Published online by Cambridge University Press: 01 August 1999
The growth of body mass and changes in empty body composition of three groups of 15 male Zebu cattle (Bos indicus) grazing natural pasture were studied in the Sahelian zone of Mali from 1990 to 1992. The control group (C) grazed natural pasture only, whereas the moderately supplemented group (M) received 0·8–1·5 kg OM/day of crop by-products during the dry season and the first month of the rainy season. Group H (high) was supplemented at 1·2–2·7 kg OM/day in the dry season and at 0·8–1·2 kg OM/day in the rainy season. Applying the deuterium dilution technique, empty body composition was measured at the beginning and end of the rainy season and in mid-dry season, using seasonal factors to correct for fill of the gastrointestinal tract (GIT). Energy retention was calculated from the contents of empty body protein and fat.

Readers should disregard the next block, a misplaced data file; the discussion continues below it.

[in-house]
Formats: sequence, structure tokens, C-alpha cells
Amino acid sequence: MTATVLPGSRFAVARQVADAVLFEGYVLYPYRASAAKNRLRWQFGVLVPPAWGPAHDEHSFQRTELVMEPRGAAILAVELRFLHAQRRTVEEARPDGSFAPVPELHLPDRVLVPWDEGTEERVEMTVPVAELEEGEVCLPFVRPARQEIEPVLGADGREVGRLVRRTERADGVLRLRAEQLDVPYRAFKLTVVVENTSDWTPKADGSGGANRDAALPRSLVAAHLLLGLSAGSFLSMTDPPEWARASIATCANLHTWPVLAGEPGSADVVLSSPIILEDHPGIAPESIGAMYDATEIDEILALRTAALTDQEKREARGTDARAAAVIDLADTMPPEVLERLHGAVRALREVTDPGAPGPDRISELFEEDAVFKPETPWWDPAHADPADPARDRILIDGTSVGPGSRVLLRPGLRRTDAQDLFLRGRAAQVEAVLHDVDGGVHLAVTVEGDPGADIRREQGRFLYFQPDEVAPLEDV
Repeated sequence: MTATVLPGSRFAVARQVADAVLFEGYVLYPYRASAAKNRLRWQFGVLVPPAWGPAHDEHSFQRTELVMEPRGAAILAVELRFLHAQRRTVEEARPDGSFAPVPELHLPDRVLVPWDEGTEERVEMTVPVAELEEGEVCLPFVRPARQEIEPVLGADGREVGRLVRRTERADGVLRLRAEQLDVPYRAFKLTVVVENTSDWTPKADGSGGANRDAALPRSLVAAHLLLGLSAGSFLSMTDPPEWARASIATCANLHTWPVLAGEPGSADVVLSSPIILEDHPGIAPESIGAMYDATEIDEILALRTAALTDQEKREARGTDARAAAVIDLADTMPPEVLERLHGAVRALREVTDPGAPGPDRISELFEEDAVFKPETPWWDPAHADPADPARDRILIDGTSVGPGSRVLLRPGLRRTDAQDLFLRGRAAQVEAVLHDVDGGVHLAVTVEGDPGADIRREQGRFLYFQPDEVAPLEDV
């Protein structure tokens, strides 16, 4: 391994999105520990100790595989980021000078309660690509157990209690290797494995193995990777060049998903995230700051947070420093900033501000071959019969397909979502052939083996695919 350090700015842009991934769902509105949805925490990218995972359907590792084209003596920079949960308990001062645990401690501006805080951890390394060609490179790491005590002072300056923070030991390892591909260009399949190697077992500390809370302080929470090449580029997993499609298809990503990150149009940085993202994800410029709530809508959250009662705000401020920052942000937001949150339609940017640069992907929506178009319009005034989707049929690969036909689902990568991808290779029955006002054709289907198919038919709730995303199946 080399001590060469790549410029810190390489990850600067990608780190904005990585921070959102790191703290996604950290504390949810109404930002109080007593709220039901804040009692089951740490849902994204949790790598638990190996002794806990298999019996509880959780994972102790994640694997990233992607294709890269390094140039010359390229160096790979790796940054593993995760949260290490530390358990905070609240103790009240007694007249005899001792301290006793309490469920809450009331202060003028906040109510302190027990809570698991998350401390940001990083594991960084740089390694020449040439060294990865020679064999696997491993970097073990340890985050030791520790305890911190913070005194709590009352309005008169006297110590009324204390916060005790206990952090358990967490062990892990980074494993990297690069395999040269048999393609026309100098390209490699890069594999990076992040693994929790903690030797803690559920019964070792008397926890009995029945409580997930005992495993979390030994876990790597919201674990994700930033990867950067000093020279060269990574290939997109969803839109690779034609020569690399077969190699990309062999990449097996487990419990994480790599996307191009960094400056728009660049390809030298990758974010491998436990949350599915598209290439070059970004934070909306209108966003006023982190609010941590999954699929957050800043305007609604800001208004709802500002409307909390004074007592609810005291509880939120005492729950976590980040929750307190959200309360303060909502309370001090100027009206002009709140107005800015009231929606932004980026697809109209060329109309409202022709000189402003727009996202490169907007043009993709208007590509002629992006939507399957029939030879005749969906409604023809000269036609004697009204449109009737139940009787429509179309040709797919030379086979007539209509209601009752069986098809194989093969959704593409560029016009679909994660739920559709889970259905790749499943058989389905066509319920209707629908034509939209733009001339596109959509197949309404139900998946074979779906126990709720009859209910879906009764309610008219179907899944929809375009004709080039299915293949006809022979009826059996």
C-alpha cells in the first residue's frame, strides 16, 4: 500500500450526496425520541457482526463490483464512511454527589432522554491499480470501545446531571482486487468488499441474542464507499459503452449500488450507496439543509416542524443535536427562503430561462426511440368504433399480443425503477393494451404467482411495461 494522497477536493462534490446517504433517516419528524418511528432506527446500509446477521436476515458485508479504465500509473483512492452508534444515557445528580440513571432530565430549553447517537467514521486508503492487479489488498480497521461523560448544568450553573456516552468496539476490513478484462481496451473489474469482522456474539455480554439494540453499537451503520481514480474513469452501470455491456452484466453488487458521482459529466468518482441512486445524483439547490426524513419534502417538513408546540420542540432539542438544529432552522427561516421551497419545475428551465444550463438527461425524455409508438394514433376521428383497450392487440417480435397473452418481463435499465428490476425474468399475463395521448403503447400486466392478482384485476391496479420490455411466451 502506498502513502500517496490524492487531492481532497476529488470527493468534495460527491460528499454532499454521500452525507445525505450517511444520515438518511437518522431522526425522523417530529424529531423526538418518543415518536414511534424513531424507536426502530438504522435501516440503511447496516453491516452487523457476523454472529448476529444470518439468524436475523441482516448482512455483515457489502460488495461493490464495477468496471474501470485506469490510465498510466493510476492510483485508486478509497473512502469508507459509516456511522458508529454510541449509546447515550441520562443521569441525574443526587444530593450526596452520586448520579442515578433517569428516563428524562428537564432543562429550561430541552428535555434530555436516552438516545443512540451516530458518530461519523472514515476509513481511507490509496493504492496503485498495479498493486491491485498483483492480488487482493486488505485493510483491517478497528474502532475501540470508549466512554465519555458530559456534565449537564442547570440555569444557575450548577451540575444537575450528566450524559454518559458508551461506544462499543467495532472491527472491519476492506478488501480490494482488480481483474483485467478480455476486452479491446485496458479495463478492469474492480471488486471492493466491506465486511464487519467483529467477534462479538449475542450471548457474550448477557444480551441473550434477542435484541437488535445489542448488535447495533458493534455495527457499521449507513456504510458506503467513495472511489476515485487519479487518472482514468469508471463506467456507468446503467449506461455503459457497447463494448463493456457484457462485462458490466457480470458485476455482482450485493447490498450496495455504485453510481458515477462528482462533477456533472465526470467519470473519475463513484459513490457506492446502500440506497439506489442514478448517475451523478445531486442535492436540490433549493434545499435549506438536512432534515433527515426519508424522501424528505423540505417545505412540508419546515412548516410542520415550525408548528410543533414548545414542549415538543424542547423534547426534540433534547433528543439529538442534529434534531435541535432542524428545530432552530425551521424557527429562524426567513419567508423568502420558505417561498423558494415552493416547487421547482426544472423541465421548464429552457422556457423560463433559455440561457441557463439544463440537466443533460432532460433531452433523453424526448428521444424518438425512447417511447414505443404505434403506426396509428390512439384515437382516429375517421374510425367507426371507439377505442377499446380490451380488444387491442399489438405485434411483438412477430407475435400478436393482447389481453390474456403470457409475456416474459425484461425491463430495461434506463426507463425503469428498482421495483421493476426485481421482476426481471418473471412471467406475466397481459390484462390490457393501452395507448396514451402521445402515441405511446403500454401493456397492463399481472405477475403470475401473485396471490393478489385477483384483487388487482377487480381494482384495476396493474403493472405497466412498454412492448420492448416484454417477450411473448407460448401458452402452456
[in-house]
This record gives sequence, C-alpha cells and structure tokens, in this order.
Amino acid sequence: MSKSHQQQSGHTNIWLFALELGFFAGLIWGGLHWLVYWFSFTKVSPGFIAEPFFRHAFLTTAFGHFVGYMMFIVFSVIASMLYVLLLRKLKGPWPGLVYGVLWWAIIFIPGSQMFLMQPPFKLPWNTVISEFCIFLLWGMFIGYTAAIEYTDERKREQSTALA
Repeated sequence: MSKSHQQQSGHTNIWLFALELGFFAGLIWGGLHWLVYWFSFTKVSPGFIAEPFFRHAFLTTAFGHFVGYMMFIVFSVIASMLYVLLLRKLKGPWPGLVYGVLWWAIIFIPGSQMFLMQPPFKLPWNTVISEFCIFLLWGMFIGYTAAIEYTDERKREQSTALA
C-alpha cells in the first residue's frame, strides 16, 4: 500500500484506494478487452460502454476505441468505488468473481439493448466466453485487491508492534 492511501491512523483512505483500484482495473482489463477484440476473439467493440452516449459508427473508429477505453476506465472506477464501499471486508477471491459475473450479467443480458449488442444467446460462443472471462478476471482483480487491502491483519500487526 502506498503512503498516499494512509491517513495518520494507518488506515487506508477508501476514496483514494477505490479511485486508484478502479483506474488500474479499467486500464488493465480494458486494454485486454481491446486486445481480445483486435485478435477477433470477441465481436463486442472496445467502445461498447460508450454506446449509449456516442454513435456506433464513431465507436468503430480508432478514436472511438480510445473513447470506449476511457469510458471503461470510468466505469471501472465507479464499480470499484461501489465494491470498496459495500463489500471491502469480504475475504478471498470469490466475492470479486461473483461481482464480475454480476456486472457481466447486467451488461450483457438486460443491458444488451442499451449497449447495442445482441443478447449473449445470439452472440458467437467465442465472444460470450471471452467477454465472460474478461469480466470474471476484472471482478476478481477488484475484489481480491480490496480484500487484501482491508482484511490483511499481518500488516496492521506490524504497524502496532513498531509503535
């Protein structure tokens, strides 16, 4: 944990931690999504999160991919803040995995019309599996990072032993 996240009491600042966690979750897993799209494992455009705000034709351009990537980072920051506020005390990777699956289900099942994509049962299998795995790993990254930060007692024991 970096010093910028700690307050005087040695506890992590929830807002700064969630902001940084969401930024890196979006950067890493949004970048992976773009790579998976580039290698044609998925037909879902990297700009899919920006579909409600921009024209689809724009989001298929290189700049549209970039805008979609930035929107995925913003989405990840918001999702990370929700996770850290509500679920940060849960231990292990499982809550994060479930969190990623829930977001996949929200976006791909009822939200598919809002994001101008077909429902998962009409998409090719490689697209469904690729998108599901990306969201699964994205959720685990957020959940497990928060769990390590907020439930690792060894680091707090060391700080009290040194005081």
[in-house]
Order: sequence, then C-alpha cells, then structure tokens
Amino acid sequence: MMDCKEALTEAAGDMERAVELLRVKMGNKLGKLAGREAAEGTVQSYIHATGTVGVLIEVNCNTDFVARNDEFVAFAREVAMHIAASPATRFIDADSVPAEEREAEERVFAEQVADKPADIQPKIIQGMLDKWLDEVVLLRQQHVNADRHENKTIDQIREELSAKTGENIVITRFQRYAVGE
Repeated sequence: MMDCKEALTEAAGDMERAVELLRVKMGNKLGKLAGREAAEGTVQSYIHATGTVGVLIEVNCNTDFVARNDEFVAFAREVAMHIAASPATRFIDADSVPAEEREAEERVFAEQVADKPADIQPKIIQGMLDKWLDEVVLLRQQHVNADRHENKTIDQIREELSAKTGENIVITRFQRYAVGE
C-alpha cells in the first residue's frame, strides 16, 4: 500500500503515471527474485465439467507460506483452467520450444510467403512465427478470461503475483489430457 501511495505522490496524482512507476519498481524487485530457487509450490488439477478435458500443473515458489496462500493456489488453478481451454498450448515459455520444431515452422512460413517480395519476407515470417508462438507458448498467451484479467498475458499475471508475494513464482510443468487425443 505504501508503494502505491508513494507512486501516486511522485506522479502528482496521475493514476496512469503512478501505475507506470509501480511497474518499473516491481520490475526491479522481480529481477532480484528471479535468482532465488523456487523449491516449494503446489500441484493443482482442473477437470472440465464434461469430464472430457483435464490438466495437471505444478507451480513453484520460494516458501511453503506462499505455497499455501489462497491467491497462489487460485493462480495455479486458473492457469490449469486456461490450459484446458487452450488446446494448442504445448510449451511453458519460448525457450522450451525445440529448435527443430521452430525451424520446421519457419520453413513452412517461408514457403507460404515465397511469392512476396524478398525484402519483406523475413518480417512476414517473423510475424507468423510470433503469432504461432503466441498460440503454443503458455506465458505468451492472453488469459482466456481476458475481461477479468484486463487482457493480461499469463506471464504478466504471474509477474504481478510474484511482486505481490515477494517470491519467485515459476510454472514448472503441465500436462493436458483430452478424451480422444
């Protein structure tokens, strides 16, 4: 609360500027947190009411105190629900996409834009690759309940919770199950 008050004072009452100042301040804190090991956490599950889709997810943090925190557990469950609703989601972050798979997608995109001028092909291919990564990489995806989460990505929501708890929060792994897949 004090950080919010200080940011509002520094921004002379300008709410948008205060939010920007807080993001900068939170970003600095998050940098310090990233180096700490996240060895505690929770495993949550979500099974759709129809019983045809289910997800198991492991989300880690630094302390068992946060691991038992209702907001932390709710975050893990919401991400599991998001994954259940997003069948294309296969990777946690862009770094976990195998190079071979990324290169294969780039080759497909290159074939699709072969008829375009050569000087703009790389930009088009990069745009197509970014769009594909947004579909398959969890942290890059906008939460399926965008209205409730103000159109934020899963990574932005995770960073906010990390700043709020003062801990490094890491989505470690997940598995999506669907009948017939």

During the 2 years of study, body mass gains were 143 kg (S.E. 4·9) for group C, 196 kg (S.E. 5·8) for group M and 251 kg (S.E. 6·0) for group H. Total GIT fresh matter content accounted for 166 g (S.E. 4·6) per kg of fasted body mass (FBM) in the dry season and increased to 228 g/kg FBM (S.E. 2·9) at the beginning of the rainy season (P[les ]0·001). Throughout the period of study, the proportion of protein in the empty body varied between average values of 156 g/kg and 179 g/kg, and the proportion of empty body fat ranged from 124–257 g/kg. For all body components, the effect of supplement treatment over time was significantly different between unsupplemented and supplemented animals (P[les ]0·001). From linear regressions between metabolizable energy intake and energy retention the maintenance requirement of grazing cattle was determined at 732 kJ ME/kg0·75/day for the dry season and at 522 kJ ME/kg0·75/day for the rainy season.
It is concluded that the methodological approach yields useful results on empty body composition and energy requirement of Zebu cattle in extensive management systems.